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California attorney general sues lawyers in alleged mortgage scam

By Michael Martinez, CNN
Attorney General Kamala Harris is suing attorneys who allegedly deceived at least 2,500 troubled homeowners.
Attorney General Kamala Harris is suing attorneys who allegedly deceived at least 2,500 troubled homeowners.
STORY HIGHLIGHTS
  • Official says "ring" of attorneys used deceptive advertising and telemarketing practices
  • The attorneys allegedly deceived at least 2,500 homeowners with troubled mortgages
  • Defendants sent out 2 million pieces of fraudulent mail promising relief, suit says
  • Official says lawyers charged distressed homeowners fees of up to $10,000

Los Angeles (CNN) -- The California attorney general is suing "a ring" of lawyers for allegedly defrauding at least 2,500 homeowners out of millions of dollars, a scam that was supposed to provide relief on their troubled mortgages, she said Thursday.

The civil suit filed by the state's top attorney names three law firms, three other lawyers and 14 other defendants. They are accused of sending 2 million deceptive pieces of mail in California and at least 17 other states and using misleading advertising and telemarketing practices to entice desperate homeowners to believe that they could sue mortgage lenders and stop foreclosures, Attorney General Kamala Harris said.

Harris said the defendants sold homeowners on participating in mass joinder lawsuits against lenders and promised that the suits would reduce their loan balances or interest rates, obtain monetary damages and even result in free and clear title to their homes.

The state's lawsuit seeks fines, penalties, damages and restitution in the tens of millions of dollars, Harris said in San Francisco.

"Yesterday, we broke up what we believe is a fraud ring that is national in scope," Harris said. "They were engaged in what is called a mass joinder scam."

On Wednesday, state authorities took over the law firms named in the attorney general's lawsuit, Harris said. On Monday, the law firms cited in the suit were placed into receivership, and the defendants' assets were seized and enjoined from continuing operations, Harris added in a statement.

The lawyers charged homeowners fees of up to $10,000 to make them as plaintiffs in a mass joinder lawsuit, Harris said. Such a suit involves a large number of plaintiffs in which each has their own set of facts to prove.

She claims the "mass joinder scam" involved deceptive mass mailers appearing as official settlement notices or government documents and told homeowners they were potential plaintiffs in a "national litigation settlement" against lenders. No such settlements existed, Harris said.

Also, homeowners were unable to get the lawyers to answer simple questions such as whether they had been added to the mass joinder suit, Harris said. Some lost their homes in the process, even after paying the lawyers their retainer fees.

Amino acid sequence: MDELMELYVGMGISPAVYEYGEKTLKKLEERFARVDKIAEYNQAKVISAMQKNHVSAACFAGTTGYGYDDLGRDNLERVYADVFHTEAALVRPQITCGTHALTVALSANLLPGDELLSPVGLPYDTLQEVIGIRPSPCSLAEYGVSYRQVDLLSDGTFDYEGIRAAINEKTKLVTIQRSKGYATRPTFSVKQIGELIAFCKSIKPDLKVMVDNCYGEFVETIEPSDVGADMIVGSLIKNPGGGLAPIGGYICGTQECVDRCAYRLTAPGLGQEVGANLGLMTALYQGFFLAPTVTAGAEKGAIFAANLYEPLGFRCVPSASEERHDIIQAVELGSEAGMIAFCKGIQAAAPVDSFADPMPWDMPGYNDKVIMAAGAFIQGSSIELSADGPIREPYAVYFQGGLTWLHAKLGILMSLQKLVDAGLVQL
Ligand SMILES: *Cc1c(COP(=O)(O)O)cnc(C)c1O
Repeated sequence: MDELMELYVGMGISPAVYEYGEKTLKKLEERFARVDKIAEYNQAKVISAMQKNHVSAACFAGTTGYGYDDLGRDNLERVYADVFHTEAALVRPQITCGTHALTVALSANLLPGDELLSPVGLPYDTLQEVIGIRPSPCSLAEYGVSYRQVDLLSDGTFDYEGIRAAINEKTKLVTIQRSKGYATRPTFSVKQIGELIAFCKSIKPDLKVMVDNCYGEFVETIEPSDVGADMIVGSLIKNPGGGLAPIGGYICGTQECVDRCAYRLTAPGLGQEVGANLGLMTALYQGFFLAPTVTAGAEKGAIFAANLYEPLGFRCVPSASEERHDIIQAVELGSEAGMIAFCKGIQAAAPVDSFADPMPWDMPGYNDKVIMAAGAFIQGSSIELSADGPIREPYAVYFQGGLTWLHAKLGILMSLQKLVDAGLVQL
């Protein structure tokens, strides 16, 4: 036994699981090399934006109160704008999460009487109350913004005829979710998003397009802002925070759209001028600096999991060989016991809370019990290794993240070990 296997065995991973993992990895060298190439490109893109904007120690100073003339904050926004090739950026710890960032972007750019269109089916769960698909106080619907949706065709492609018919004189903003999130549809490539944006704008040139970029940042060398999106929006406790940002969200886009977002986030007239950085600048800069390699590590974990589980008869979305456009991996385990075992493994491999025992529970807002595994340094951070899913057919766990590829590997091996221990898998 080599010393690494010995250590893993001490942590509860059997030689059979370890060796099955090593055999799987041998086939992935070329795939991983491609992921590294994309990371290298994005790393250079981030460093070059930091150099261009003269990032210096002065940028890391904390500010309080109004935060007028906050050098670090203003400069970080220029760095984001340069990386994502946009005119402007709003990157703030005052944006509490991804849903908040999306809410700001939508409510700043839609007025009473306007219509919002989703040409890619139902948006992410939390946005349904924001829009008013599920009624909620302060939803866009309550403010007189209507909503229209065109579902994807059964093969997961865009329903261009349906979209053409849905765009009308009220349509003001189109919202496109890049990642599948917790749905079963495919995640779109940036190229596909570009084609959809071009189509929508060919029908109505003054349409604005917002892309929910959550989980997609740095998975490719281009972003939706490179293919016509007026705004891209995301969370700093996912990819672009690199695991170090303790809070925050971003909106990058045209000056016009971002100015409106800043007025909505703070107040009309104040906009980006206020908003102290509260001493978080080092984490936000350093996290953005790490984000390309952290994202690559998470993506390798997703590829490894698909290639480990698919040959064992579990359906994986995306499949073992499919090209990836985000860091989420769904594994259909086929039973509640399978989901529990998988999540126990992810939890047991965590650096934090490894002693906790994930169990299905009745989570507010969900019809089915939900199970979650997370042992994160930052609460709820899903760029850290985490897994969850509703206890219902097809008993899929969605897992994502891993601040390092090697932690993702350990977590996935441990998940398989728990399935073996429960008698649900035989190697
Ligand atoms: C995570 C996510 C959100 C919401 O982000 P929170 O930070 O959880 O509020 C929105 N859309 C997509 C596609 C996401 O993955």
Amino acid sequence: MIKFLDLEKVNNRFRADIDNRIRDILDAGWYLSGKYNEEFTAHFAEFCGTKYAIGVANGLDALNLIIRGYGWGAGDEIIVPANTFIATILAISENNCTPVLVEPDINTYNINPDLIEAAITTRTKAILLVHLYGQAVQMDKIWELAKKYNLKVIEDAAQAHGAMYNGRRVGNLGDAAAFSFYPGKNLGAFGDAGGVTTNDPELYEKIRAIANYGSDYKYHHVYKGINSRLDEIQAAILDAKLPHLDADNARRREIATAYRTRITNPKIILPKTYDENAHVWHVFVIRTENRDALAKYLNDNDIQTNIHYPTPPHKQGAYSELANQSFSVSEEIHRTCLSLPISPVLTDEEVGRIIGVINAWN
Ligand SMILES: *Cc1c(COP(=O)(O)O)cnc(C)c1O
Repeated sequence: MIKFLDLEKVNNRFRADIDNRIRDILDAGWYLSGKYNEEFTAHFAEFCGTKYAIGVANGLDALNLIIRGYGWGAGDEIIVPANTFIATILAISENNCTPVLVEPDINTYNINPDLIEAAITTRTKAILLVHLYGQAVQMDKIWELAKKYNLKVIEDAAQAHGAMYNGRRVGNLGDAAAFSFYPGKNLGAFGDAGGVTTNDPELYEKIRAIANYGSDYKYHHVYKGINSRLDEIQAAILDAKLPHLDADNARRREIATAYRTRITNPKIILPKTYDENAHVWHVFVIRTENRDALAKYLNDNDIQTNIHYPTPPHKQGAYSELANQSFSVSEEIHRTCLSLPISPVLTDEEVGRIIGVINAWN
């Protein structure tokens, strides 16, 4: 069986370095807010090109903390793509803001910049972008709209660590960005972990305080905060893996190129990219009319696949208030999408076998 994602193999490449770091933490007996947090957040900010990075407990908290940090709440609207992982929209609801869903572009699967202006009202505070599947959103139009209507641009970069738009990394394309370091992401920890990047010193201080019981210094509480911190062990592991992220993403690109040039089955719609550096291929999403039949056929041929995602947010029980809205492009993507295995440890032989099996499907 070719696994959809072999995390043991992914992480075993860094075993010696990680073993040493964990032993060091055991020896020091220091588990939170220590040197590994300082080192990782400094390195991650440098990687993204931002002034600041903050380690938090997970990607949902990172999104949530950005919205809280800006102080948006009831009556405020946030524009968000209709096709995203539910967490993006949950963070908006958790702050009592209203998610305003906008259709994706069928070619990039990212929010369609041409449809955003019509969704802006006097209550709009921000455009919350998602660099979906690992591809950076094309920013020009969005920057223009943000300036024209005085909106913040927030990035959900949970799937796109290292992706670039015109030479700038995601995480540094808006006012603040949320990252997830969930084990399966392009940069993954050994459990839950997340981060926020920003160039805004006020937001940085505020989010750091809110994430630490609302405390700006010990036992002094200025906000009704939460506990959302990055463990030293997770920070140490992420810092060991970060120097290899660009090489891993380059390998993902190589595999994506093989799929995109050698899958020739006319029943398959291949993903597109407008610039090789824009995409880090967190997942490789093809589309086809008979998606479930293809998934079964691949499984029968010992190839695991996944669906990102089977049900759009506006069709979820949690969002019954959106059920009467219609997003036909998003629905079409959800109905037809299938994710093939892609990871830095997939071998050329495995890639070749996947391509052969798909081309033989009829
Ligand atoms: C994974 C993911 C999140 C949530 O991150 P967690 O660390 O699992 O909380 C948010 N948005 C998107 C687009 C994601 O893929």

Harris said the attorneys and other defendants also engaged in the unlawful practice of "running and capping," in which the attorneys paid commissions to "a mill" of sales representatives based on how many homeowners were signed up.

State officials said they would help the homeowners find other attorneys who could help them.

The attorney general's civil suit alleges false advertising; unfair, fraudulent and unlawful business practices; unlawful running and capping; improper fee splitting in which defendants unlawfully split legal fees with non-attorneys; and failing to register with the California Department of Justice as a telephonic seller.

According to a statement by Harris, the state's Department of Justice has seized the practices of several non-attorney defendants, and the California State Bar has seized the practices and accounts of the several attorney defendants, including the law offices of Kramer & Kaslow and its senior partner Philip Kramer.

Harris identified Kramer, an attorney in Calabasas, as "the ringleader" of the fraud.

Neither Kramer nor his law firm could be reached immediately for comment Thursday.

California State Bar President William Hebert said that a total of 20 lawyers have been disbarred or forced to resign because of loan scams since 2009. He described the attorneys' alleged scams in the nation's mortgage meltdown crisis as "nothing short of shocking." Victims of such frauds are typically senior citizens and minorities, particularly Latinos, officials said.

"The message to lawyers out there is that if you think you can take advantage of clients, you can't," Hebert said Thursday. "This is an example of a new aggressive stance we're taking against lawyers that you're going to see in the months and years to come."

Kramer & Kaslow's website states that "Philip Kramer has become the leader in the fight -- your fight -- against 'the big bad banks.' "

"The old 'loss mitigation' process may not be working any more, but we have a new and better approach, where we aim to force the banks to settle as they face multi-plaintiff 'mass joinder' lawsuits of national scope that will seek to give you financial relief if not void your mortgage loan entirely," the firm's website says.

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